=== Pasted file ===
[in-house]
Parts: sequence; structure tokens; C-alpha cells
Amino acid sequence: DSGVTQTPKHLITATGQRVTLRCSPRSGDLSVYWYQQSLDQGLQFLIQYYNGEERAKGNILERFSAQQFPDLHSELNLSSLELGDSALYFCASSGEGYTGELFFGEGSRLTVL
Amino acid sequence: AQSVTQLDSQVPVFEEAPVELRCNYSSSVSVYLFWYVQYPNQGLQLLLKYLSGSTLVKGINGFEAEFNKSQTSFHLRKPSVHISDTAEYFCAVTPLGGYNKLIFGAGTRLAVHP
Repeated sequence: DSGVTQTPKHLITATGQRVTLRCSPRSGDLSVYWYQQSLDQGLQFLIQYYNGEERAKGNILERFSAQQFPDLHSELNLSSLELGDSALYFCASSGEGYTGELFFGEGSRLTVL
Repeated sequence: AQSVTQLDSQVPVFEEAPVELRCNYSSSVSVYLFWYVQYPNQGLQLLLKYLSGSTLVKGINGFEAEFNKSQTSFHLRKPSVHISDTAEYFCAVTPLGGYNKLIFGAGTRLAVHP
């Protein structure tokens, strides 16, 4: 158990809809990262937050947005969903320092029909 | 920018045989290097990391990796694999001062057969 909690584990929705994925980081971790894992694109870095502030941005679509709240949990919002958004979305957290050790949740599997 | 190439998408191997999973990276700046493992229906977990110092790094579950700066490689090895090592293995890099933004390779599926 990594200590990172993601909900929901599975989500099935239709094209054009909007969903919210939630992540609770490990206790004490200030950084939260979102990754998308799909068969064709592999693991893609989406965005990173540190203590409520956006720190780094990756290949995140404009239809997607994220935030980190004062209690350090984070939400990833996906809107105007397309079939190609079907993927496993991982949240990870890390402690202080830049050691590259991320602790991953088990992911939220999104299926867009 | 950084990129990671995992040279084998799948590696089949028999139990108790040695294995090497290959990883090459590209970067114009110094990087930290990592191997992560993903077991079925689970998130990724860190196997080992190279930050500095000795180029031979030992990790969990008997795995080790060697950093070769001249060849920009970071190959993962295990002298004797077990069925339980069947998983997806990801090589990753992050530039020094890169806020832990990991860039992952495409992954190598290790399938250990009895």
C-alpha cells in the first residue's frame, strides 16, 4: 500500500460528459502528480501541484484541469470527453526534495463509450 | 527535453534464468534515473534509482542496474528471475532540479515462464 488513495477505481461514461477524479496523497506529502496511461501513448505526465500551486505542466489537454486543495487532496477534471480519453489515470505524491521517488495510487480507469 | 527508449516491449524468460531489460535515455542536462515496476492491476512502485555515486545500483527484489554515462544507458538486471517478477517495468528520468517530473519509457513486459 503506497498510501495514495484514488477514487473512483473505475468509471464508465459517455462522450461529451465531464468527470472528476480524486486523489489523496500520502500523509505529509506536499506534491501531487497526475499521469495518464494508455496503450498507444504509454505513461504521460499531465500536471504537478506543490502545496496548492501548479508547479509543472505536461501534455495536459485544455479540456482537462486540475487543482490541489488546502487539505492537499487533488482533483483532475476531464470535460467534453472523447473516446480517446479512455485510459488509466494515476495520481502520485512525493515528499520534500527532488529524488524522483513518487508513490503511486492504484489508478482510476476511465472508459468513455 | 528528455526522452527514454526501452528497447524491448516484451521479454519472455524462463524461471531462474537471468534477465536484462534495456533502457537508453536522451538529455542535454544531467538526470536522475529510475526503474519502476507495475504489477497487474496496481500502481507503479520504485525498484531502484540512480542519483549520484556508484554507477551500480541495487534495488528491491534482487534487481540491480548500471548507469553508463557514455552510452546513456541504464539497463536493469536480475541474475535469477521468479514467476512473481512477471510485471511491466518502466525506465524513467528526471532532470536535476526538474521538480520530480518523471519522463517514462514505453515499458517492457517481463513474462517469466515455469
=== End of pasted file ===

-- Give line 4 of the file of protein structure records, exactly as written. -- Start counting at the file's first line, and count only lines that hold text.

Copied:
Amino acid sequence: AQSVTQLDSQVPVFEEAPVELRCNYSSSVSVYLFWYVQYPNQGLQLLLKYLSGSTLVKGINGFEAEFNKSQTSFHLRKPSVHISDTAEYFCAVTPLGGYNKLIFGAGTRLAVHP